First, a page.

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Combined Infrared Stereo and Laser Ranging Cloud Measurements from Shuttle Mission STS-85

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  • 1 Goddard Earth Science and Technology Center, University of Maryland, Baltimore County, Baltimore, Maryland
  • | 2 NASA Goddard Space Flight Center, Greenbelt, Maryland
  • | 3 Science Systems and Applications, Inc., Lanham, Maryland
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Abstract

Multiangle remote sensing provides a wealth of information for earth and climate monitoring, such as the ability to measure the height of cloud tops through stereoscopic imaging. Further, as technology advances so do the options for developing spacecraft instrumentation versatile enough to meet the demands associated with multiangle measurements. One such instrument is the infrared spectral imaging radiometer, which flew as part of mission STS-85 of the space shuttle Columbia in 1997 and was the first earth-observing radiometer to incorporate an uncooled microbolometer array detector as its image sensor. Specifically, a method for computing cloud-top height with a precision of ±620 m from the multispectral stereo measurements acquired during this flight has been developed, and the results are compared with coincident direct laser ranging measurements from the shuttle laser altimeter. Mission STS-85 was the first space flight to combine laser ranging and thermal IR camera systems for cloud remote sensing.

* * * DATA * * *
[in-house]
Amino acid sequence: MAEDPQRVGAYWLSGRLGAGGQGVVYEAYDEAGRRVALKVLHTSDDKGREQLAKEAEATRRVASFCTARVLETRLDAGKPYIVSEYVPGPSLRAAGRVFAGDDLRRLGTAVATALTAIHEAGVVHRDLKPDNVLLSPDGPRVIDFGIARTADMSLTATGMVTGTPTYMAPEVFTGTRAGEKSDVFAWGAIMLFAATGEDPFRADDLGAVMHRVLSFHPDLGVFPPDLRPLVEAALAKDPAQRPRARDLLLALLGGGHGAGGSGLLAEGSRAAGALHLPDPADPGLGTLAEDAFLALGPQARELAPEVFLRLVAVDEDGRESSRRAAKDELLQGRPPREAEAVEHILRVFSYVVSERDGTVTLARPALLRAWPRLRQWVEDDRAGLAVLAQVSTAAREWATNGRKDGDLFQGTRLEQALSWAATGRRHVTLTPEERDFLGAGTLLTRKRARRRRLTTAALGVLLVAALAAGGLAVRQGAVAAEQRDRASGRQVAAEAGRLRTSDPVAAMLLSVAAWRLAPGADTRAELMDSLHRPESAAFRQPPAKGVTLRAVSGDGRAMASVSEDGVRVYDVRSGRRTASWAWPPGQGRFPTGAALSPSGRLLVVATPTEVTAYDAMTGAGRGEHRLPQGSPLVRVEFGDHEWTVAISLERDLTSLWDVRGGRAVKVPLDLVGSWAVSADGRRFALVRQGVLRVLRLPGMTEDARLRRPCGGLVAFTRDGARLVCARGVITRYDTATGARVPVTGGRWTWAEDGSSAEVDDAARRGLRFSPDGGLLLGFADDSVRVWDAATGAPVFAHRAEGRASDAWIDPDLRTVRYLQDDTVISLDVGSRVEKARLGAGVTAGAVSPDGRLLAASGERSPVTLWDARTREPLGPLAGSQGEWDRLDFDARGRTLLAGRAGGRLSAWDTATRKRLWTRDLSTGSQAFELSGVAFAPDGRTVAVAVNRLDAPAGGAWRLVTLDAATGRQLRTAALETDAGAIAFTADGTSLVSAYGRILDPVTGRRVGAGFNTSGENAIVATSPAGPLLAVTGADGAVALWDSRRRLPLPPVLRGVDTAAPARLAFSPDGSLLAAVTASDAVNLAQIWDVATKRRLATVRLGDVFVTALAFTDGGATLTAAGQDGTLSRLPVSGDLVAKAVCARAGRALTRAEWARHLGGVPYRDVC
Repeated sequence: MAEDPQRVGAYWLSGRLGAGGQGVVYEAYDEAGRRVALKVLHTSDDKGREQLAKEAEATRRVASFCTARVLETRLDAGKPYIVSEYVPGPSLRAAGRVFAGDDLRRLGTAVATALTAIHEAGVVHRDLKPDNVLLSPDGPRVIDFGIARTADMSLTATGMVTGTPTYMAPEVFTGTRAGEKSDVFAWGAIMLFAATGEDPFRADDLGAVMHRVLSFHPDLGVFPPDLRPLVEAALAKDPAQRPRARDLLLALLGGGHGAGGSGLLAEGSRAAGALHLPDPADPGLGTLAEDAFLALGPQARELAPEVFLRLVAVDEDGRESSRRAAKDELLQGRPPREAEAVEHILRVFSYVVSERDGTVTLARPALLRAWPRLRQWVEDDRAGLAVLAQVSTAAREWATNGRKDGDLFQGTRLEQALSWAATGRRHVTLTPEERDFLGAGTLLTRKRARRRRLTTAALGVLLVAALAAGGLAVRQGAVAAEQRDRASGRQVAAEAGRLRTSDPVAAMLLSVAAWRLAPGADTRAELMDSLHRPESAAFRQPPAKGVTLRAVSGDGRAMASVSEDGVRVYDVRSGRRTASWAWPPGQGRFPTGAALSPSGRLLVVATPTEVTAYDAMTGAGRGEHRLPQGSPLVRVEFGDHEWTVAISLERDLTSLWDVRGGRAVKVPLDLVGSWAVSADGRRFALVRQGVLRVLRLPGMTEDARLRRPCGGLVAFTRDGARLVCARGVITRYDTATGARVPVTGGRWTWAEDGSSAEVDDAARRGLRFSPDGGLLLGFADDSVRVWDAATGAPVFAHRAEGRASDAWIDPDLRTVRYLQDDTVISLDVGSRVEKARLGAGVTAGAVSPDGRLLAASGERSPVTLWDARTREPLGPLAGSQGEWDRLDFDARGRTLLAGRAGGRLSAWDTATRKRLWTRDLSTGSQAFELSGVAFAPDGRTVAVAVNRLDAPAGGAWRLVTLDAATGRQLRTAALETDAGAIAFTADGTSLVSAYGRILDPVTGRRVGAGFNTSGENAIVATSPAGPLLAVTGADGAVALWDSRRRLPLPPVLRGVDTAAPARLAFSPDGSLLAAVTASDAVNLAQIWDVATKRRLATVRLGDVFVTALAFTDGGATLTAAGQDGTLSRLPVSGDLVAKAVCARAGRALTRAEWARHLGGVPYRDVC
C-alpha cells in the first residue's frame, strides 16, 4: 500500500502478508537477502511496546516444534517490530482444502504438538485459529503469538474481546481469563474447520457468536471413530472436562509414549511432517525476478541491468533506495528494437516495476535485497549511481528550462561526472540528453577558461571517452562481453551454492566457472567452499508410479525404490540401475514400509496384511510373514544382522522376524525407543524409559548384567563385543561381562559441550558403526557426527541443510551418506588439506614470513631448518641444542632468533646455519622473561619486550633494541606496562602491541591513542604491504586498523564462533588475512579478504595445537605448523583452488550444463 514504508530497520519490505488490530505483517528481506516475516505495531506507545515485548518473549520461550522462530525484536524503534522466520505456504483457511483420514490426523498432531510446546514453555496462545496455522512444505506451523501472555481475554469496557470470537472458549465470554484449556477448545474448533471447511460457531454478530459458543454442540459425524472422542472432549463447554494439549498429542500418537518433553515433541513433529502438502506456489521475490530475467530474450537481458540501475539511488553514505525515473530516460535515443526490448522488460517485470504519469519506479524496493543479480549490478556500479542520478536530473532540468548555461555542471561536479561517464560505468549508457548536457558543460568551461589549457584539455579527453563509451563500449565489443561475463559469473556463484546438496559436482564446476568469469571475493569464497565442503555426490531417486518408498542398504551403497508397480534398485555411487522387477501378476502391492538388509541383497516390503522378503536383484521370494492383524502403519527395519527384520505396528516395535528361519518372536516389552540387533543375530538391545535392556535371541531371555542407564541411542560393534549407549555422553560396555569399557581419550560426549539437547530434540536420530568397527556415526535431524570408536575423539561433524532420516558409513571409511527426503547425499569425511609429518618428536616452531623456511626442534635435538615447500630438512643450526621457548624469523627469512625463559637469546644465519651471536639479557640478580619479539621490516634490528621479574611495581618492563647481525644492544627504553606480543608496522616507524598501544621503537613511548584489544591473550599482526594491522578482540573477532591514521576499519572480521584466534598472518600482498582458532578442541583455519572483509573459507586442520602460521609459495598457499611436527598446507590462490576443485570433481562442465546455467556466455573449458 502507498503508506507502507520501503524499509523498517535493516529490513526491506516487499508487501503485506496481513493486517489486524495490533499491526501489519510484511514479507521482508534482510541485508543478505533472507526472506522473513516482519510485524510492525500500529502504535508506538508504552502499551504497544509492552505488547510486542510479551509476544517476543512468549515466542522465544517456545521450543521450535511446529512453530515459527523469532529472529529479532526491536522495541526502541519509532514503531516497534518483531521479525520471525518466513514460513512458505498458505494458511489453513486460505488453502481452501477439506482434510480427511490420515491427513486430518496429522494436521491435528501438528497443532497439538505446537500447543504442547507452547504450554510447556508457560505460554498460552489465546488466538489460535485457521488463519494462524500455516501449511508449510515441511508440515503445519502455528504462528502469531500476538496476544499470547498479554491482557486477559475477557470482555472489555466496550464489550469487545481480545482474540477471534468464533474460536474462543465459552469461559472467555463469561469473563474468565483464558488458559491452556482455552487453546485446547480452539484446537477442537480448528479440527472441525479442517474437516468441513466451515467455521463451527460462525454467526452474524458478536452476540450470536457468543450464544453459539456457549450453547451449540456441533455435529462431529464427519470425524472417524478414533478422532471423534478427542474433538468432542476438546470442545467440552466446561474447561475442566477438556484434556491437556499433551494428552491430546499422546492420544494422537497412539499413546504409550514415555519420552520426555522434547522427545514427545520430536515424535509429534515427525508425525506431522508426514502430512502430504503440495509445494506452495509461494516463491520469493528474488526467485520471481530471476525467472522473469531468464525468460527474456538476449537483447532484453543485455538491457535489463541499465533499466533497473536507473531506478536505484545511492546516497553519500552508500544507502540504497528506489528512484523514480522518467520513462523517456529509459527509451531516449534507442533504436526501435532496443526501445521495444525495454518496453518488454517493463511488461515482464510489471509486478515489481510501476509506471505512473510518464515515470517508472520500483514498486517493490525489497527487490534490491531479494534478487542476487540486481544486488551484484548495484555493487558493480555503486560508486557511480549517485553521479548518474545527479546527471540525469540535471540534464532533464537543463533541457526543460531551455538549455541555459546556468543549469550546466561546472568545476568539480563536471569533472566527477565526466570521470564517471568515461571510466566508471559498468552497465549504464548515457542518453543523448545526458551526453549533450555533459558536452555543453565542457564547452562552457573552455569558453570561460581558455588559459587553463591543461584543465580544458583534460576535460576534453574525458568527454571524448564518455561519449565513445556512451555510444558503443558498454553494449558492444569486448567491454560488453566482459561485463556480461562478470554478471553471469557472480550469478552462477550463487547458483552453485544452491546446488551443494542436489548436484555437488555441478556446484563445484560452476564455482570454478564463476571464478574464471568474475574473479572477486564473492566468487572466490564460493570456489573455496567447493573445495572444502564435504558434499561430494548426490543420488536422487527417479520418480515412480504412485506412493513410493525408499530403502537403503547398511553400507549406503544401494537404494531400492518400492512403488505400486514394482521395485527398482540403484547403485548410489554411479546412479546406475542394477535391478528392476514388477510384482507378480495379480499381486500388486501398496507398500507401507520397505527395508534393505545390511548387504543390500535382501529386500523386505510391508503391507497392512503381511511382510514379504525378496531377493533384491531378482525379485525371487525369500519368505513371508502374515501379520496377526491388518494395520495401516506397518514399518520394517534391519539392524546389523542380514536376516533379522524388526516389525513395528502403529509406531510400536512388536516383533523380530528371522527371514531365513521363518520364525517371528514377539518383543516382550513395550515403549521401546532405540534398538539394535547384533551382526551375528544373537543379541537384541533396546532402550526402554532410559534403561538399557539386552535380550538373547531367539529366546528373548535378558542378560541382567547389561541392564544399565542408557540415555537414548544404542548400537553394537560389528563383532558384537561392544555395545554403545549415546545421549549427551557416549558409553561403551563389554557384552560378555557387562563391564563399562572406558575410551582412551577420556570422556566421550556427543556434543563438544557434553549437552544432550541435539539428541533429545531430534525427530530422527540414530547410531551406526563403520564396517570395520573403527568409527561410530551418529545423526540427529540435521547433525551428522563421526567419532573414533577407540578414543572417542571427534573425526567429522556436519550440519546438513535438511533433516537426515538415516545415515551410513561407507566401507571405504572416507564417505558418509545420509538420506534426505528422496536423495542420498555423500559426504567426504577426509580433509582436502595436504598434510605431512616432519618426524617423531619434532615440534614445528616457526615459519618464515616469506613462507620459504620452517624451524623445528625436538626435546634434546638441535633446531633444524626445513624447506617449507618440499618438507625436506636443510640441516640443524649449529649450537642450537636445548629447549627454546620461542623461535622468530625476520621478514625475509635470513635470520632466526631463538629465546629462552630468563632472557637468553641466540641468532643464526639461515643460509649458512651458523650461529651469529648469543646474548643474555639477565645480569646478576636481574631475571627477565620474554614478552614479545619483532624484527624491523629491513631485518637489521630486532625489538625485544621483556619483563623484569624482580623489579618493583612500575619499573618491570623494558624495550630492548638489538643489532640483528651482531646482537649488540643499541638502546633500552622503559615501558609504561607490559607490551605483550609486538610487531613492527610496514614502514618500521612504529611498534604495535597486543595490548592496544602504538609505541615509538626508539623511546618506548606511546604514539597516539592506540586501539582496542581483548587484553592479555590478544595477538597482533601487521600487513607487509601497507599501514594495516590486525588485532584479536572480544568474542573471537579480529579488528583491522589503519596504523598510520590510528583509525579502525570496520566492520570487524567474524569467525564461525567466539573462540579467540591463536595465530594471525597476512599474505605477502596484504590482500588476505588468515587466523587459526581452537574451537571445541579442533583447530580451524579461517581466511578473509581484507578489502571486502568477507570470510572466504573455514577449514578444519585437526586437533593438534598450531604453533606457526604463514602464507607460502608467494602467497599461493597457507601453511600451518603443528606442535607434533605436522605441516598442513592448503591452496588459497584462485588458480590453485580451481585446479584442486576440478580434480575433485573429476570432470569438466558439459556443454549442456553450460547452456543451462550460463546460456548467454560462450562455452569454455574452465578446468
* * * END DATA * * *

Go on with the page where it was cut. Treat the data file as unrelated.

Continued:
Corresponding author address: Dr. Redgie Lancaster, NASA Goddard Space Flight Center, Code 912, Greenbelt, MD 20771. Email: lancaster@virl.gsfc.nasa.gov

Abstract

Multiangle remote sensing provides a wealth of information for earth and climate monitoring, such as the ability to measure the height of cloud tops through stereoscopic imaging. Further, as technology advances so do the options for developing spacecraft instrumentation versatile enough to meet the demands associated with multiangle measurements. One such instrument is the infrared spectral imaging radiometer, which flew as part of mission STS-85 of the space shuttle Columbia in 1997 and was the first earth-observing radiometer to incorporate an uncooled microbolometer array detector as its image sensor. Specifically, a method for computing cloud-top height with a precision of ±620 m from the multispectral stereo measurements acquired during this flight has been developed, and the results are compared with coincident direct laser ranging measurements from the shuttle laser altimeter. Mission STS-85 was the first space flight to combine laser ranging and thermal IR camera systems for cloud remote sensing.

Corresponding author address: Dr. Redgie Lancaster, NASA Goddard Space Flight Center, Code 912, Greenbelt, MD 20771. Email: lancaster@virl.gsfc.nasa.gov

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